To our knowledge, this work is the first to demonstrate an effective pipeline for LLM-powered automated AI accelerator generation.
Specifically, on the algorithm level, ViTCoD prunes and polarizes the attention maps to have either denser or sparser fixed patterns for regularizing two levels of workloads without hurting the accuracy, largely reducing the attention computations while leaving room for alleviating the remaining dominant data movements; on top of that, we further integrate a lightweight and learnable auto-encoder module to enable trading the dominant high-cost data movements for lower-cost computations.
no code implementations • 24 Jul 2022 • Yang Zhao, Yongan Zhang, Yonggan Fu, Xu Ouyang, Cheng Wan, Shang Wu, Anton Banta, Mathews M. John, Allison Post, Mehdi Razavi, Joseph Cavallaro, Behnaam Aazhang, Yingyan Lin
This work presents the first silicon-validated dedicated EGM-to-ECG (G2C) processor, dubbed e-G2C, featuring continuous lightweight anomaly detection, event-driven coarse/precise conversion, and on-chip adaptation.
In this paper we propose a novel hardware accelerator for GCN inference, called I-GCN, that significantly improves data locality and reduces unnecessary computation.
To close this gap and make a heuristic step towards real-time critical intervention in instant response to irregular and infrequent ventricular rhythms, we propose a new framework dubbed RT-RCG to automatically search for (1) efficient Deep Neural Network (DNN) structures and then (2)corresponding accelerators, to enable Real-Time and high-quality Reconstruction of ECG signals from EGM signals.
While end-to-end jointly optimizing GNNs and their accelerators is promising in boosting GNNs' inference efficiency and expediting the design process, it is still underexplored due to the vast and distinct design spaces of GNNs and their accelerators.
The recent breakthroughs and prohibitive complexities of Deep Neural Networks (DNNs) have excited extensive interest in domain-specific DNN accelerators, among which optical DNN accelerators are particularly promising thanks to their unprecedented potential of achieving superior performance-per-watt.
The key challenges include (1) the dilemma of whether to explode the memory consumption due to the huge joint space or achieve sub-optimal designs, (2) the discrete nature of the accelerator design space that is coupled yet different from that of the networks and bitwidths, and (3) the chicken and egg problem associated with network-accelerator co-search, i. e., co-search requires operation-wise hardware cost, which is lacking during search as the optimal accelerator depending on the whole network is still unknown during search.
Driven by the explosive interest in applying deep reinforcement learning (DRL) agents to numerous real-time control and decision-making applications, there has been a growing demand to deploy DRL agents to empower daily-life intelligent devices, while the prohibitive complexity of DRL stands at odds with limited on-device resources.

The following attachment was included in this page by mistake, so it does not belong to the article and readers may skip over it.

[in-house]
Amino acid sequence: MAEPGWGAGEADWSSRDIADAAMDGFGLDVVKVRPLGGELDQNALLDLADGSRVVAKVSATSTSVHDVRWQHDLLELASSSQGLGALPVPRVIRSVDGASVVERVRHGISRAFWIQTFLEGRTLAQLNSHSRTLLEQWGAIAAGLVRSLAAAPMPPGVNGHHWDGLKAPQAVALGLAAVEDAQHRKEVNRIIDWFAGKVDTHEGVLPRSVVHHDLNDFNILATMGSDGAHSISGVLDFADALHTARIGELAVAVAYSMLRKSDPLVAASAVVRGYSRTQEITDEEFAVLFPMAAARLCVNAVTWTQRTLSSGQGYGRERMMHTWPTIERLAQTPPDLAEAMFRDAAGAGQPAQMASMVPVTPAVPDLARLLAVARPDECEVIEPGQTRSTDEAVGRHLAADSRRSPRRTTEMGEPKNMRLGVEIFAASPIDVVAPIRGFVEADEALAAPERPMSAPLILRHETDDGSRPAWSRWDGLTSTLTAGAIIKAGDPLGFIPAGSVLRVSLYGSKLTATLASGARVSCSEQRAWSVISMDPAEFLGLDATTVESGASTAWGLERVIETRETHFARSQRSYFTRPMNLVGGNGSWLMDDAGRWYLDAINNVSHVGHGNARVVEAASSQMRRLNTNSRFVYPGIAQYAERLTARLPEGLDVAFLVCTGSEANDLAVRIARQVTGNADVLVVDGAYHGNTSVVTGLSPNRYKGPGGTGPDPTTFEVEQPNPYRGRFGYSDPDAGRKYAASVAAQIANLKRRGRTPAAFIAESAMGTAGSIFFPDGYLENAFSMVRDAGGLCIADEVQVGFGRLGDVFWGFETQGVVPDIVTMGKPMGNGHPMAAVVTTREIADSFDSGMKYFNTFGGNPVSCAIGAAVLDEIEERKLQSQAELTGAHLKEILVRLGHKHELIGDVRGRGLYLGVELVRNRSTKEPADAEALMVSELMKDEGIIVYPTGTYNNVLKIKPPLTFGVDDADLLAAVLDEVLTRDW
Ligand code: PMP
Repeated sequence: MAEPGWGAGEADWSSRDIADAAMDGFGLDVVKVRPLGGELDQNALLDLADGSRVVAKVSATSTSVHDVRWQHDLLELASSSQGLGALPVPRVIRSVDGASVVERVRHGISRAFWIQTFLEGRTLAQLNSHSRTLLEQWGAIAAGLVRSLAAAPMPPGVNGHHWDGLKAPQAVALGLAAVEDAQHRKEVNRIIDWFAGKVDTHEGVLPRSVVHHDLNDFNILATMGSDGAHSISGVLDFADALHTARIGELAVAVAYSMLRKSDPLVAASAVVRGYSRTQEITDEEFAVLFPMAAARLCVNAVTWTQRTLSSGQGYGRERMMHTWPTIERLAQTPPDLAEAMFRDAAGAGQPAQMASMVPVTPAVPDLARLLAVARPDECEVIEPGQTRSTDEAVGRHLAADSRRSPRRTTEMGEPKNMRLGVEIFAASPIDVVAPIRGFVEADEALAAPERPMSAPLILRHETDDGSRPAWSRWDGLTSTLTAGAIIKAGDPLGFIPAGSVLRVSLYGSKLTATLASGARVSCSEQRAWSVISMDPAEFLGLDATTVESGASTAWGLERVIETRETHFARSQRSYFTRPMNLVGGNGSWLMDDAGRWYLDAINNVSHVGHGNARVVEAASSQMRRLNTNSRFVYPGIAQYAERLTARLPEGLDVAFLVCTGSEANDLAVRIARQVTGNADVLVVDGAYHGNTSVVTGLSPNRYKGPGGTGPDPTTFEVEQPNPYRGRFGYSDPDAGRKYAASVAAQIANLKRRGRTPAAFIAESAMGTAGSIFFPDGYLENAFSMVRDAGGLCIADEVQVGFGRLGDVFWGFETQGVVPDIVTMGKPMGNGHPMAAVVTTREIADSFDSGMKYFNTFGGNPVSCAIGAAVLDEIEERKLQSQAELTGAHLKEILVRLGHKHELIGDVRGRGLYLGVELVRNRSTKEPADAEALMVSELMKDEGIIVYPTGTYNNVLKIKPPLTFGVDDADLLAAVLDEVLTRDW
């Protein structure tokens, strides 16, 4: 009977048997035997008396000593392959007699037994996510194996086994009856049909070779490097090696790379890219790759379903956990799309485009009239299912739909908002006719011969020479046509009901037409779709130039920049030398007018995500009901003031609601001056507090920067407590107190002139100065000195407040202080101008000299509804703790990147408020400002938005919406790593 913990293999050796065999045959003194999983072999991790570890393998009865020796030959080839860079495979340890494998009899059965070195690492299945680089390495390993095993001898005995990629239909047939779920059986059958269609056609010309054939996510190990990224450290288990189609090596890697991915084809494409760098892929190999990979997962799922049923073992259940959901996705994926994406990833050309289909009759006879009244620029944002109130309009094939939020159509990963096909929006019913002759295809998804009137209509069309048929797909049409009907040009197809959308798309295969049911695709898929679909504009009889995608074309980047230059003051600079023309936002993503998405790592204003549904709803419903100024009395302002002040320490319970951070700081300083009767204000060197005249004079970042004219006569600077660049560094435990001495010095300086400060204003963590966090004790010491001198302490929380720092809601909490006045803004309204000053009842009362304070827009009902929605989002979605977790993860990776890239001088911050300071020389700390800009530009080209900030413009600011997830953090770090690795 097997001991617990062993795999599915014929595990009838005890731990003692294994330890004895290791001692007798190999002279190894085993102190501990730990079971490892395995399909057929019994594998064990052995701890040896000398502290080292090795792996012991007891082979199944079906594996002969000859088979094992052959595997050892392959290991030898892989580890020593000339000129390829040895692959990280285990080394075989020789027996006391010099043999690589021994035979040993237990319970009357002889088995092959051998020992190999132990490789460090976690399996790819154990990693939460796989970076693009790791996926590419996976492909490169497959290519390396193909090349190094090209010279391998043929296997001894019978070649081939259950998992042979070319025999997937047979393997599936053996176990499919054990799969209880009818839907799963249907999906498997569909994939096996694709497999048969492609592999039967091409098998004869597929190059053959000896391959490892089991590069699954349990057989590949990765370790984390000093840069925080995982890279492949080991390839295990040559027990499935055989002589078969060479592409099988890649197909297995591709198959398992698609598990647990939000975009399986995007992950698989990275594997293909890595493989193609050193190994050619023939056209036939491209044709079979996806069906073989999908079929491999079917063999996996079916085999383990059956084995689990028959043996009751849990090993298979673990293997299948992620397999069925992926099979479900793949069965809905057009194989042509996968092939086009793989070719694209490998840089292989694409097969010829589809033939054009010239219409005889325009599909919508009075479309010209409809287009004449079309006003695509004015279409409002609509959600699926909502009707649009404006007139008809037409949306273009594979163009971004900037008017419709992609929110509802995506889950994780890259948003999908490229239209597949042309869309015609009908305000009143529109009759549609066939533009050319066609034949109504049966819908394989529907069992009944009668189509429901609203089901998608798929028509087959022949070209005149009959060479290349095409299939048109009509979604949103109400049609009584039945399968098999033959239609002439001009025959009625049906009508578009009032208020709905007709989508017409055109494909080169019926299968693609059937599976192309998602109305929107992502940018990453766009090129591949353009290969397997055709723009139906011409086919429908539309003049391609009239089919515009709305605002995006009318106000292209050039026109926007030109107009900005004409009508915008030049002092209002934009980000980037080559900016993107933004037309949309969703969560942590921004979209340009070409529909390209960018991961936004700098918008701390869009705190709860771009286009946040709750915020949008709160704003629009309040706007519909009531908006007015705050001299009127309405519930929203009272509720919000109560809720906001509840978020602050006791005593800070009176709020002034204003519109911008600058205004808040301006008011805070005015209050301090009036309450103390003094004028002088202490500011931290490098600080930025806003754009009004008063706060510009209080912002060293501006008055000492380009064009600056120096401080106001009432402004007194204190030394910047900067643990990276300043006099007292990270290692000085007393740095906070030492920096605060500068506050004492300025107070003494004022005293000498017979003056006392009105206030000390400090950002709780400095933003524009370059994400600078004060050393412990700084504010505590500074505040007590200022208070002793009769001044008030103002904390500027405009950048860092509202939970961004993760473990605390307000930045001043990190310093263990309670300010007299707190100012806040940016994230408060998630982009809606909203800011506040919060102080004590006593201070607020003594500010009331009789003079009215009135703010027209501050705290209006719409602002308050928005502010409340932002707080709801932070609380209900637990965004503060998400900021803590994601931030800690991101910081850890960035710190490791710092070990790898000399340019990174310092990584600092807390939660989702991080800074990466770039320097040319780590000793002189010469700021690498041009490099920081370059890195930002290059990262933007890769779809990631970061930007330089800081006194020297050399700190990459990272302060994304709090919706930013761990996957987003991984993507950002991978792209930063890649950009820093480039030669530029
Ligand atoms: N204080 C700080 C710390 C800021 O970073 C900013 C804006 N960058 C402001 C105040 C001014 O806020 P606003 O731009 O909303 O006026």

The promise of Deep Neural Network (DNN) powered Internet of Thing (IoT) devices has motivated a tremendous demand for automated solutions to enable fast development and deployment of efficient (1) DNNs equipped with instantaneous accuracy-efficiency trade-off capability to accommodate the time-varying resources at IoT devices and (2) dataflows to optimize DNNs' execution efficiency on different devices.
To design HW-NAS-Bench, we carefully collected the measured/estimated hardware performance of all the networks in the search spaces of both NAS-Bench-201 and FBNet, on six hardware devices that fall into three categories (i. e., commercial edge devices, FPGA, and ASIC).
To design HW-NAS-Bench, we carefully collected the measured/estimated hardware performance (e. g., energy cost and latency) of all the networks in the search space of both NAS-Bench-201 and FBNet, considering six hardware devices that fall into three categories (i. e., commercial edge devices, FPGA, and ASIC).
First, to jointly search for a network and its precision via differentiable search, there exists a dilemma of whether to explode the memory consumption or achieve sub-optimal designs.
We therefore propose an Auto-Agent-Distiller (A2D) framework, which to our best knowledge is the first neural architecture search (NAS) applied to DRL to automatically search for the optimal DRL agents for various tasks that optimize both the test scores and efficiency.
Powerful yet complex deep neural networks (DNNs) have fueled a booming demand for efficient DNN solutions to bring DNN-powered intelligence into numerous applications.
Multiplication (e. g., convolution) is arguably a cornerstone of modern deep neural networks (DNNs).
The recent breakthroughs in deep neural networks (DNNs) have spurred a tremendously increased demand for DNN accelerators.
Specifically, AutoDNNchip consists of two integrated enablers: (1) a Chip Predictor, built on top of a graph-based accelerator representation, which can accurately and efficiently predict a DNN accelerator's energy, throughput, and area based on the DNN model parameters, hardware configuration, technology-based IPs, and platform constraints; and (2) a Chip Builder, which can automatically explore the design space of DNN chips (including IP selection, block configuration, resource balancing, etc.